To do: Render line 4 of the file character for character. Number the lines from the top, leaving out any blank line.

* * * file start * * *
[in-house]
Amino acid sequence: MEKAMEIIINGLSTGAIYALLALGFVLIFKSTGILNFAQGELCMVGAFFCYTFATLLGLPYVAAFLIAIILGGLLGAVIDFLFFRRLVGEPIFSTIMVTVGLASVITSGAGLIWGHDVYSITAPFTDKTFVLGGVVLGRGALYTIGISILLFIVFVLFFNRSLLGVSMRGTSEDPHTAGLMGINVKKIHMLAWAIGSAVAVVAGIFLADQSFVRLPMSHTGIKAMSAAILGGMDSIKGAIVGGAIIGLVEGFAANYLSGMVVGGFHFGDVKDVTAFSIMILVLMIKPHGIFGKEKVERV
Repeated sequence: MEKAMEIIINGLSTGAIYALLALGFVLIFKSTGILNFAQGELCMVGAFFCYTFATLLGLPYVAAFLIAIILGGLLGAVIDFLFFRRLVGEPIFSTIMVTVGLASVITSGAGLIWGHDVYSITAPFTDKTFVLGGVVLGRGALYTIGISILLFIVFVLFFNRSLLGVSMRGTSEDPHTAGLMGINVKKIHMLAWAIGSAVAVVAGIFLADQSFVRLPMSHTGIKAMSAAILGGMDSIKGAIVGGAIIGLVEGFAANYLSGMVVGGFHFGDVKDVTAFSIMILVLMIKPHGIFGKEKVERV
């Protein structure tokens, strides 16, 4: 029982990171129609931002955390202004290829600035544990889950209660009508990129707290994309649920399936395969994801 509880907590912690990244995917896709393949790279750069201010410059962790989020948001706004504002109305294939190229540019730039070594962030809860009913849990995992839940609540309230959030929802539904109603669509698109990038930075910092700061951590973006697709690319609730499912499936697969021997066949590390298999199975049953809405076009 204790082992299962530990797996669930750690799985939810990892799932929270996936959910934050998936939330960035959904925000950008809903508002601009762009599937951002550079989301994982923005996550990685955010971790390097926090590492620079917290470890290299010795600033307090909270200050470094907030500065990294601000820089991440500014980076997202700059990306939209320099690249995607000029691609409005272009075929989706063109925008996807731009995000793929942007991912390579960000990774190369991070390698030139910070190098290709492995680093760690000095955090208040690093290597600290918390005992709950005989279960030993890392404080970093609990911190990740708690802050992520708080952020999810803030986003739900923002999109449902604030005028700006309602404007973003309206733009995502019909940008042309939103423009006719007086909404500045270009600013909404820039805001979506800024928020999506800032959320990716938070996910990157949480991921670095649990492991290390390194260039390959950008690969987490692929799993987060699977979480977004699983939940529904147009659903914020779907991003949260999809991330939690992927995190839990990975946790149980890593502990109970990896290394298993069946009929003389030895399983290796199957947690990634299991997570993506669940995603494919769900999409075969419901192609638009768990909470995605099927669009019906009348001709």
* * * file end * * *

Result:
């Protein structure tokens, strides 16, 4: 029982990171129609931002955390202004290829600035544990889950209660009508990129707290994309649920399936395969994801 509880907590912690990244995917896709393949790279750069201010410059962790989020948001706004504002109305294939190229540019730039070594962030809860009913849990995992839940609540309230959030929802539904109603669509698109990038930075910092700061951590973006697709690319609730499912499936697969021997066949590390298999199975049953809405076009 204790082992299962530990797996669930750690799985939810990892799932929270996936959910934050998936939330960035959904925000950008809903508002601009762009599937951002550079989301994982923005996550990685955010971790390097926090590492620079917290470890290299010795600033307090909270200050470094907030500065990294601000820089991440500014980076997202700059990306939209320099690249995607000029691609409005272009075929989706063109925008996807731009995000793929942007991912390579960000990774190369991070390698030139910070190098290709492995680093760690000095955090208040690093290597600290918390005992709950005989279960030993890392404080970093609990911190990740708690802050992520708080952020999810803030986003739900923002999109449902604030005028700006309602404007973003309206733009995502019909940008042309939103423009006719007086909404500045270009600013909404820039805001979506800024928020999506800032959320990716938070996910990157949480991921670095649990492991290390390194260039390959950008690969987490692929799993987060699977979480977004699983939940529904147009659903914020779907991003949260999809991330939690992927995190839990990975946790149980890593502990109970990896290394298993069946009929003389030895399983290796199957947690990634299991997570993506669940995603494919769900999409075969419901192609638009768990909470995605099927669009019906009348001709």